Video explaining masturbation shown to first graders outrages parents

Parents of Dalton School children were enraged to find out their first graders were being taught sex education that included videos explaining masturbation to their kids.

Hannah Nightingale Washington DC

Parents of Dalton School children were enraged to find out their first graders were being taught sex education that included videos explaining masturbation to their kids, the New York Post reports.

The parents, who discovered the lessons last fall, voiced their complaints to the school’s administrators, but were told that they had "misinterpreted" the lessons.

The lessons were taught by Justine Ang Fonte, the now-notorious health and wellness educator at Dalton who had previously received backlash for teaching an explicit "porn literacy" workshop to juniors at Colombia Grammar & Preparatory School.

One of the videos used by Fonte’s lesson features a cartoon version of herself, which talks about kids sometimes "touching themselves" for pleasure.

"Hey, how come sometimes my penis gets big sometimes and points in the air?” asks the little boy, which Fonte responds by explaining what an erection is. "Sometimes I touch my penis because it feels good," the little boy continues.

"Sometimes, when I’m in my bath or when Mom puts me to bed, I like to touch my vulva too," says the little girl. Fonte talks about the usage of anatomically correct terms like vulva or penis, instead of "cutesy words."

Fonte has assured parents that the lessons were teaching kids not to touch themselves in public, and that she doesn’t use the word "masturbation" in her lessons.

Parents of Dalton School kids spoke to the New York Post about their concerns and complaints on the lessons.

One lesson that talks about consent had parents split, with one parent saying that teaching consent can be valuable in protecting children from abuse, but another parent said that it went to the extreme by saying parents and grandparents have to ask for a hug first.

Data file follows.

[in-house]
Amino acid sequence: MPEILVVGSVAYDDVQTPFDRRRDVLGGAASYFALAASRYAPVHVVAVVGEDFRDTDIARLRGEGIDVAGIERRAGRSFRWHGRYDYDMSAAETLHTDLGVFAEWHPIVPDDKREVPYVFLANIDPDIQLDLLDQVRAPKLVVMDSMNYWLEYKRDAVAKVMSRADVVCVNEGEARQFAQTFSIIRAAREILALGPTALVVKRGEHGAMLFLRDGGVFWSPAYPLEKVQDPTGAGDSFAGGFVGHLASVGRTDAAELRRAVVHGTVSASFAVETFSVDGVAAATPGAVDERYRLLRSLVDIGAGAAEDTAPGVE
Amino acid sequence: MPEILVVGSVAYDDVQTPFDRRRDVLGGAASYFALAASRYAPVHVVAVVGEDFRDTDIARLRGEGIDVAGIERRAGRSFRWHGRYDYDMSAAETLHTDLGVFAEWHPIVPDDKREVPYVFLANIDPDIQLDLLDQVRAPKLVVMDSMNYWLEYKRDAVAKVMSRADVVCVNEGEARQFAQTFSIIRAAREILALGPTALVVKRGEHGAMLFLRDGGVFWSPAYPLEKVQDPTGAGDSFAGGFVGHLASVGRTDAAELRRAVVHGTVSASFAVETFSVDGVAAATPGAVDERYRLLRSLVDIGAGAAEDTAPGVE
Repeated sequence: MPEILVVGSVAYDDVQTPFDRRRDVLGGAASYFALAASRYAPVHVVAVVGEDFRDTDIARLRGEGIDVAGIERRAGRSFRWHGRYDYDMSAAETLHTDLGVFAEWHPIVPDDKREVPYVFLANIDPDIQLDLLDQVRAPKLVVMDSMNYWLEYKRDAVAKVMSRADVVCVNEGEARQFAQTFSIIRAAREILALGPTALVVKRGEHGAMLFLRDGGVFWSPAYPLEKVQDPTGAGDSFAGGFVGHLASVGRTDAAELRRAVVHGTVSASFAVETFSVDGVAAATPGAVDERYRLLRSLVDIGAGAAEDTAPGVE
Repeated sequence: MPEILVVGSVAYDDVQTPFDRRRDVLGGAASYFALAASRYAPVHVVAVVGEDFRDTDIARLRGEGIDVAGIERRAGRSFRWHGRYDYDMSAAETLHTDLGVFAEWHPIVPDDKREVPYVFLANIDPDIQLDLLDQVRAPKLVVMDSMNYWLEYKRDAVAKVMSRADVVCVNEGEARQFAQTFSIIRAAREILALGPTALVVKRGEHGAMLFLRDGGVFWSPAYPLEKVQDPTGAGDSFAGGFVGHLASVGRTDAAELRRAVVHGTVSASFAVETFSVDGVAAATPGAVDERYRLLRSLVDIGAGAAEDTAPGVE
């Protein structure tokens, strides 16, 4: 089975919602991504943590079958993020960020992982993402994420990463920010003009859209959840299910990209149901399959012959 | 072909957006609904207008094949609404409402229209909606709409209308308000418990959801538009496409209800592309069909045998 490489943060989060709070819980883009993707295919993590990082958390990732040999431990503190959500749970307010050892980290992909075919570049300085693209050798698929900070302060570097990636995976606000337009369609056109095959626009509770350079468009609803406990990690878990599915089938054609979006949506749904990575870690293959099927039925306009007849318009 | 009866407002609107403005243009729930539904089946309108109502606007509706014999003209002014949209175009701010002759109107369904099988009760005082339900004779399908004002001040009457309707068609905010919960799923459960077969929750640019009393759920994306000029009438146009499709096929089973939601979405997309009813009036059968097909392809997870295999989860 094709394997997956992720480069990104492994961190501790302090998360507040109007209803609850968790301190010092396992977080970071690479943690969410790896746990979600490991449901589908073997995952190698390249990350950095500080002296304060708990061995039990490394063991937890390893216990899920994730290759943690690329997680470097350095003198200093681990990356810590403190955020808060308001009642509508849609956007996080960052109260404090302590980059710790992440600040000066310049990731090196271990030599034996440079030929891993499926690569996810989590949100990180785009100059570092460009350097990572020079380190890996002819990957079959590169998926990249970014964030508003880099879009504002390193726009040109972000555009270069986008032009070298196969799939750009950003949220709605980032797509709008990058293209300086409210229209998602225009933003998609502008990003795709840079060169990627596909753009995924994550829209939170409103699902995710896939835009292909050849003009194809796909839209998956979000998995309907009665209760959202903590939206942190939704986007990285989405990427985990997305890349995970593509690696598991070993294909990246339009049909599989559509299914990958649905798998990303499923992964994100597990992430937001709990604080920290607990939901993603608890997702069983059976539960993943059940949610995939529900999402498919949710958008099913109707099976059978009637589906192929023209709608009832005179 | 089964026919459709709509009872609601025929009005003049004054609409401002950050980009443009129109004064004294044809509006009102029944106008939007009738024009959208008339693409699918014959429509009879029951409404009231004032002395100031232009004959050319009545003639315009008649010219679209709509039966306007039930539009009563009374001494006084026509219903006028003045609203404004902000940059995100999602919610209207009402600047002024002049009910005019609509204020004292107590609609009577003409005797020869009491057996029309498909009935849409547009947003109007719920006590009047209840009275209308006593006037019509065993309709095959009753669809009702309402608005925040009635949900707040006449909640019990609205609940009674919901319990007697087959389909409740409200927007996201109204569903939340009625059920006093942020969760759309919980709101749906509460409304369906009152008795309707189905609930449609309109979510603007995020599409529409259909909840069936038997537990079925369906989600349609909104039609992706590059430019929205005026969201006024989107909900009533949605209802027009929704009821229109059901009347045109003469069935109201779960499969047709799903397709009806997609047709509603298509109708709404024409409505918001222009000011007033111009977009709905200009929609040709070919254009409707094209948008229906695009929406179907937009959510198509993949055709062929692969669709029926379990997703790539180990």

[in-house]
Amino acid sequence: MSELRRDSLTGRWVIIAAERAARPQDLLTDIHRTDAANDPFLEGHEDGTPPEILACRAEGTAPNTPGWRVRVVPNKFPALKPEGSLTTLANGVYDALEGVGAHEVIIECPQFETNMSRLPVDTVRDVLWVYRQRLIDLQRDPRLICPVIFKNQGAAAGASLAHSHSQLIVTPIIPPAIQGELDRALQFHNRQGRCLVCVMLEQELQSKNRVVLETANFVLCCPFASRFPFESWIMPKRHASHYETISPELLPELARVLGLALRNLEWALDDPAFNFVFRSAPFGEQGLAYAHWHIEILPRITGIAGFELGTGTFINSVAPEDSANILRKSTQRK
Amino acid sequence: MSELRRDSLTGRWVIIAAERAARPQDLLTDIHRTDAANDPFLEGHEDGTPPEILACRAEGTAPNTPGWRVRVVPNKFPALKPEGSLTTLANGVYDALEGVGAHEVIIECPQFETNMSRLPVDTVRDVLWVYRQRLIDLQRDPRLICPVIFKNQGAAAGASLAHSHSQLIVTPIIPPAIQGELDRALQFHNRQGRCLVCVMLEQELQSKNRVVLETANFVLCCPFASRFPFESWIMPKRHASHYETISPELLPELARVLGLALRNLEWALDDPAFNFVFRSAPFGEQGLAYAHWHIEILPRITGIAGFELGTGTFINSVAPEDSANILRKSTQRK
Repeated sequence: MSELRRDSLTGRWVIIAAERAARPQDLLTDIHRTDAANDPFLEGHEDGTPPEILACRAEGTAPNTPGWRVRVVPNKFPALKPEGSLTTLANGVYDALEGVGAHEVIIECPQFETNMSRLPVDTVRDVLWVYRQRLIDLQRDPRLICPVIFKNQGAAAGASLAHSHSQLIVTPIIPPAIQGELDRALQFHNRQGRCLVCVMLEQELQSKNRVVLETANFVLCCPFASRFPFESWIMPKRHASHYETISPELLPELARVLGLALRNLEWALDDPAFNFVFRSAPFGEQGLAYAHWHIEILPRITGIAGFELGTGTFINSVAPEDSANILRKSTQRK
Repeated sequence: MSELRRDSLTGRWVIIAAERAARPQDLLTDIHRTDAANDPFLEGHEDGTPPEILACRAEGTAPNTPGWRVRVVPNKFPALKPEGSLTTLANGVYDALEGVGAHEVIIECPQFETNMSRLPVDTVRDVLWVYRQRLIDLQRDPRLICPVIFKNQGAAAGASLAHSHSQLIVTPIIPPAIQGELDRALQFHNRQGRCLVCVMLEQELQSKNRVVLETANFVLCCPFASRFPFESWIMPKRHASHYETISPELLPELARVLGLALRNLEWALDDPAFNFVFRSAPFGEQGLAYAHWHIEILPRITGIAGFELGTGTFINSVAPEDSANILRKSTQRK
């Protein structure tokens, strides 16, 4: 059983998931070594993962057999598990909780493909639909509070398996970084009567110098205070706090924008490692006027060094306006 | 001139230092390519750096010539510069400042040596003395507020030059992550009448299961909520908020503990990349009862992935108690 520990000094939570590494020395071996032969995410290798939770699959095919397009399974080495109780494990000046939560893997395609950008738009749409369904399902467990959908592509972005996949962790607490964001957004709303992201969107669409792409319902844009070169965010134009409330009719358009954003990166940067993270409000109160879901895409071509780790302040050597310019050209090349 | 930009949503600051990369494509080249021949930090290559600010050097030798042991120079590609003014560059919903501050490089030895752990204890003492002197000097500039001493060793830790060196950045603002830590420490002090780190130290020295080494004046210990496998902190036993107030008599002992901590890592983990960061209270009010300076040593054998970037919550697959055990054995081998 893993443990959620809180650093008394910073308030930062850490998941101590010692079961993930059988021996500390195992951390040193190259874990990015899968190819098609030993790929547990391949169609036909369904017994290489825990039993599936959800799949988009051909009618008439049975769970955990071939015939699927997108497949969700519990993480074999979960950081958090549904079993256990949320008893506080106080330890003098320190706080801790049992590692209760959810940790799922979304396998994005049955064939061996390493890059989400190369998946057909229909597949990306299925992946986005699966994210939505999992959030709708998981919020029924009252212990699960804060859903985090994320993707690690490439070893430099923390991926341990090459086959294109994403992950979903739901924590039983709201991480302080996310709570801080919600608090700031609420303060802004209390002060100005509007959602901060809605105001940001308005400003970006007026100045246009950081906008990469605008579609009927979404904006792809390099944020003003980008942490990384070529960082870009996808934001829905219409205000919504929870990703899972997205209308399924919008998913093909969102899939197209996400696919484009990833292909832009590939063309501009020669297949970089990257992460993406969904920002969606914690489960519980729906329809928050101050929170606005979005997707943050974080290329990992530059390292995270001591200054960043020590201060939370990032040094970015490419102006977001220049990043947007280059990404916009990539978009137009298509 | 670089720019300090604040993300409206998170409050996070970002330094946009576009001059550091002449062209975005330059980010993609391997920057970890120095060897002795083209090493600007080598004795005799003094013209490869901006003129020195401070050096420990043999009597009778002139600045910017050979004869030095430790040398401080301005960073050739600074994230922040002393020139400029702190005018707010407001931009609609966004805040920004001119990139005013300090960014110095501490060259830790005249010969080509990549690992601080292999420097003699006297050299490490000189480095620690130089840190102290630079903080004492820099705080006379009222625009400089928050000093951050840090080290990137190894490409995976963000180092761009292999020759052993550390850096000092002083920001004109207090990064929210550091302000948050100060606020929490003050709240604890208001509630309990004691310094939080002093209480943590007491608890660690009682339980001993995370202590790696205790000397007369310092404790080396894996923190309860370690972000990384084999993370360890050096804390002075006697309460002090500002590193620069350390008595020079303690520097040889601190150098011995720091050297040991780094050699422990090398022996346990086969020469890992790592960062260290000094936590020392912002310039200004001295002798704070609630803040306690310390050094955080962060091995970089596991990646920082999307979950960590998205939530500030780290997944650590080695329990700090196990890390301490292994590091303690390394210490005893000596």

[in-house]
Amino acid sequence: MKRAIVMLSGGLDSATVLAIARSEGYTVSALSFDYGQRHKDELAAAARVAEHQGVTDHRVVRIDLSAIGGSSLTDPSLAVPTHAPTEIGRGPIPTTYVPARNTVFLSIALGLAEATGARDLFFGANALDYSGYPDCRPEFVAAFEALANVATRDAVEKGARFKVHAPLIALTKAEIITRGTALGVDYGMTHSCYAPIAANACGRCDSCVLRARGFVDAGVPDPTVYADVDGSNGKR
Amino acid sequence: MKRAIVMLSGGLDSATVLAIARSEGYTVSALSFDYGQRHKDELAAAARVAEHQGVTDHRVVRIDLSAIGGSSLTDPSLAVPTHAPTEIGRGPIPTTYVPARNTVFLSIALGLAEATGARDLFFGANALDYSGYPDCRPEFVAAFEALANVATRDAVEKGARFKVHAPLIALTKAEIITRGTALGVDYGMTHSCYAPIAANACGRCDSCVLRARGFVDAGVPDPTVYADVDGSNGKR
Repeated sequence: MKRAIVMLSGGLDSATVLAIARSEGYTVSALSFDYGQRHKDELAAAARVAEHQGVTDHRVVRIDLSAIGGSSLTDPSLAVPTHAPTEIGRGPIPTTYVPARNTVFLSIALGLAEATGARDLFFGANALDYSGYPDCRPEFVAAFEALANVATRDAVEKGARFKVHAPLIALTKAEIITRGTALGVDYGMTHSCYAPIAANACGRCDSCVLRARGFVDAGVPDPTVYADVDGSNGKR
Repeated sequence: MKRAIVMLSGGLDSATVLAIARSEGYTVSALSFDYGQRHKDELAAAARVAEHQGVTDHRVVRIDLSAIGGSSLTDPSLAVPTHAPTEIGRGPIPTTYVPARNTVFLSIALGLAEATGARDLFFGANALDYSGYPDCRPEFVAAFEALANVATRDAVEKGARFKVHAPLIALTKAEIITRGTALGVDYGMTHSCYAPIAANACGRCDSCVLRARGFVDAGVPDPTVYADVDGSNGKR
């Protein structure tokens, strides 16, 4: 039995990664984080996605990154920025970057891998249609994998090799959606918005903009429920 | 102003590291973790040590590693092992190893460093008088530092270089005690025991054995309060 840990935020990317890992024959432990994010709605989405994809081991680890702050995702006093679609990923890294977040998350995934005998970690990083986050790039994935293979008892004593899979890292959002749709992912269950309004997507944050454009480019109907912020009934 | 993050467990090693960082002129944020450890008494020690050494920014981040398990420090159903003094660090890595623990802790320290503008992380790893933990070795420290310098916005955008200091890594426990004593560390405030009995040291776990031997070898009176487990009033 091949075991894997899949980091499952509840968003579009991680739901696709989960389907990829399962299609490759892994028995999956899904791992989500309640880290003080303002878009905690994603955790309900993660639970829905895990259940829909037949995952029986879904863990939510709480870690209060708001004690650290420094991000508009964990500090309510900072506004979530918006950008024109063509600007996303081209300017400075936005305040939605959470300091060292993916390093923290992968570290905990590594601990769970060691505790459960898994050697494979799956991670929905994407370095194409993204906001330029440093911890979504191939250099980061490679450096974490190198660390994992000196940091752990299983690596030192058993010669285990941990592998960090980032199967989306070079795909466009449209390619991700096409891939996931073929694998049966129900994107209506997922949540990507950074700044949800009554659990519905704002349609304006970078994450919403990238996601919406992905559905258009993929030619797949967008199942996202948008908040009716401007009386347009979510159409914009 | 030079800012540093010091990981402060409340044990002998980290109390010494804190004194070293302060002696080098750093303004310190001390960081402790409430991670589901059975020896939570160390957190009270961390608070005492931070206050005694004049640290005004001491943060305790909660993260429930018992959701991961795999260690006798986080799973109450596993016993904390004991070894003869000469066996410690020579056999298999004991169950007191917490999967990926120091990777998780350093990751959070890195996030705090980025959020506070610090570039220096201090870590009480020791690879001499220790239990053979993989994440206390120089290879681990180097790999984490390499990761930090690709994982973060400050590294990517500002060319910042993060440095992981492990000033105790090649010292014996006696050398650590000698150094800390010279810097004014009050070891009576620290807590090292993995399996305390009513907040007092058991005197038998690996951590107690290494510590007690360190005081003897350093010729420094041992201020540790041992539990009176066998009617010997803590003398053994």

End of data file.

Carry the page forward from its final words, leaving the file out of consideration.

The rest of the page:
"Literally parents are supposed to say to their kids, May I hug you?" said one parent.

"I’m paying $50,000 to these a–holes to tell my kid not to let her grandfather hug her when he sees her?" one mother said that another parent told her.

Also included in Fonte’s lessons were teaching on gender assignment, identity, and expression.

"Kids have no less than five classes on gender identity – this is pure indoctrination," said a Dalton mother. "This person should absolutely not be teaching children. Ironically, she teaches kids about ‘consent’ yet she has never gotten consent from parents about the sexually explicit, and age inappropriate material about transgender to first graders."

"We are furious," another Dalton mother said. "We were horrified to learn this was shown to our first-grade 6- and 7-year old kids without our knowledge or consent. But it’s so hard to fight back because you’ll get cancelled and your child will suffer."

The Dalton School said that only a small group of parents had "misinterpreted" the content of lessons, but had quietly removed the video regarding kids touching themselves from their curriculum, sparking parents to say that the school is playing mind games.

"We are not 'confused.' We are in fact just seeing very clearly for the first time what a ‘progressive’ education really means at Dalton," a mother said. "The fact that the school then gaslit parents into thinking we are confused is abysmal."

According to the New York Post, Fonte is allegedly being funded by a $450,000 grant given to the Dalton School in 2021 by hedge fund billionaire Bill Ackman’s Pershing Square Foundation. Ackman’s ex-wife Karen is reportedly on the school’s board of trustees.

"What we are seeing across the country is that many schools have lost sight of the purpose of education, and are hiding curriculum and teaching materials from parents," a spokesman for FAIR, the Foundation Against Intolerance and Racism, told the New York Post.

A Dalton spokesman told the New York Post that "As part of Dalton’s comprehensive Health curriculum for students, a lesson on Gender & Bodies included two evidence-based and age-appropriate videos approved for students 4 years and older. These videos align with nationally recognized methodologies and standards. We consistently review our Health curriculum, making sure that the content is developmentally appropriate and, if necessary, we adapt our curriculum accordingly. We will continue to listen carefully to parent feedback, respond thoughtfully to community concerns, and develop lessons that are in the best interest of our students, respect our community’s values, and correspond with best practices."


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